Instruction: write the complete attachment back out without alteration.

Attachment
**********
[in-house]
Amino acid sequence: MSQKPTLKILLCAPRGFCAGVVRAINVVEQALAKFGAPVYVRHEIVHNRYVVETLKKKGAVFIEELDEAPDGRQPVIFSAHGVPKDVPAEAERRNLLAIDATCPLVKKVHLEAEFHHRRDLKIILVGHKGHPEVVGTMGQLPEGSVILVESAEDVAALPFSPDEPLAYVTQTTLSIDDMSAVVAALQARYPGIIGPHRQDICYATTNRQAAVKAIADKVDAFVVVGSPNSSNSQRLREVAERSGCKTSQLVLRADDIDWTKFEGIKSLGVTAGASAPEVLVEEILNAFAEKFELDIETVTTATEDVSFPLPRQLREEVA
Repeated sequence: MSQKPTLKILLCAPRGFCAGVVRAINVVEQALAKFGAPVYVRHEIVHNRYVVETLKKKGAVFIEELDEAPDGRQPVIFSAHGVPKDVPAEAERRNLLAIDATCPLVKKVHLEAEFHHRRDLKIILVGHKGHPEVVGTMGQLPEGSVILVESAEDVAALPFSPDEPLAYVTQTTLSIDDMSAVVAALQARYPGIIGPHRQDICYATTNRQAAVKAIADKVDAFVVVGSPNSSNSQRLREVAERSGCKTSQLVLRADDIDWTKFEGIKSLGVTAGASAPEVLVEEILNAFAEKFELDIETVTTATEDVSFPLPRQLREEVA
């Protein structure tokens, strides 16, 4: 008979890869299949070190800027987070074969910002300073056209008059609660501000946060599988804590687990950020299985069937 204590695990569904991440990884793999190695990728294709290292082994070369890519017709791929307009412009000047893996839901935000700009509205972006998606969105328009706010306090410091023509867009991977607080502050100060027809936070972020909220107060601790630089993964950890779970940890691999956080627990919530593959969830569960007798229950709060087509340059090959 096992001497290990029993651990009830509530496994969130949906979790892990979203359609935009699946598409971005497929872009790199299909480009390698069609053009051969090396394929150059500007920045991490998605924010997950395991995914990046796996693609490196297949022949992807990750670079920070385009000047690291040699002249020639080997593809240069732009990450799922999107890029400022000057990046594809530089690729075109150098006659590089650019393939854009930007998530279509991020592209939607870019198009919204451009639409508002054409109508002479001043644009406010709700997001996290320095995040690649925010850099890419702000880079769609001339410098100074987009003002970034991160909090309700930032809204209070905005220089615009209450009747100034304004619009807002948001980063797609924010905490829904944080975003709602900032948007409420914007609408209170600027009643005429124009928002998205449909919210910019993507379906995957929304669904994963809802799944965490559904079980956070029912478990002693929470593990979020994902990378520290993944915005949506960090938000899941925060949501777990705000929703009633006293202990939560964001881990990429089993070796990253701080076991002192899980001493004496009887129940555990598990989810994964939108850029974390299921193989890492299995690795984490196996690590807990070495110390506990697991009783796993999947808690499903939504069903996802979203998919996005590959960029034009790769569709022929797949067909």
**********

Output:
[in-house]
Amino acid sequence: MSQKPTLKILLCAPRGFCAGVVRAINVVEQALAKFGAPVYVRHEIVHNRYVVETLKKKGAVFIEELDEAPDGRQPVIFSAHGVPKDVPAEAERRNLLAIDATCPLVKKVHLEAEFHHRRDLKIILVGHKGHPEVVGTMGQLPEGSVILVESAEDVAALPFSPDEPLAYVTQTTLSIDDMSAVVAALQARYPGIIGPHRQDICYATTNRQAAVKAIADKVDAFVVVGSPNSSNSQRLREVAERSGCKTSQLVLRADDIDWTKFEGIKSLGVTAGASAPEVLVEEILNAFAEKFELDIETVTTATEDVSFPLPRQLREEVA
Repeated sequence: MSQKPTLKILLCAPRGFCAGVVRAINVVEQALAKFGAPVYVRHEIVHNRYVVETLKKKGAVFIEELDEAPDGRQPVIFSAHGVPKDVPAEAERRNLLAIDATCPLVKKVHLEAEFHHRRDLKIILVGHKGHPEVVGTMGQLPEGSVILVESAEDVAALPFSPDEPLAYVTQTTLSIDDMSAVVAALQARYPGIIGPHRQDICYATTNRQAAVKAIADKVDAFVVVGSPNSSNSQRLREVAERSGCKTSQLVLRADDIDWTKFEGIKSLGVTAGASAPEVLVEEILNAFAEKFELDIETVTTATEDVSFPLPRQLREEVA
């Protein structure tokens, strides 16, 4: 008979890869299949070190800027987070074969910002300073056209008059609660501000946060599988804590687990950020299985069937 204590695990569904991440990884793999190695990728294709290292082994070369890519017709791929307009412009000047893996839901935000700009509205972006998606969105328009706010306090410091023509867009991977607080502050100060027809936070972020909220107060601790630089993964950890779970940890691999956080627990919530593959969830569960007798229950709060087509340059090959 096992001497290990029993651990009830509530496994969130949906979790892990979203359609935009699946598409971005497929872009790199299909480009390698069609053009051969090396394929150059500007920045991490998605924010997950395991995914990046796996693609490196297949022949992807990750670079920070385009000047690291040699002249020639080997593809240069732009990450799922999107890029400022000057990046594809530089690729075109150098006659590089650019393939854009930007998530279509991020592209939607870019198009919204451009639409508002054409109508002479001043644009406010709700997001996290320095995040690649925010850099890419702000880079769609001339410098100074987009003002970034991160909090309700930032809204209070905005220089615009209450009747100034304004619009807002948001980063797609924010905490829904944080975003709602900032948007409420914007609408209170600027009643005429124009928002998205449909919210910019993507379906995957929304669904994963809802799944965490559904079980956070029912478990002693929470593990979020994902990378520290993944915005949506960090938000899941925060949501777990705000929703009633006293202990939560964001881990990429089993070796990253701080076991002192899980001493004496009887129940555990598990989810994964939108850029974390299921193989890492299995690795984490196996690590807990070495110390506990697991009783796993999947808690499903939504069903996802979203998919996005590959960029034009790769569709022929797949067909």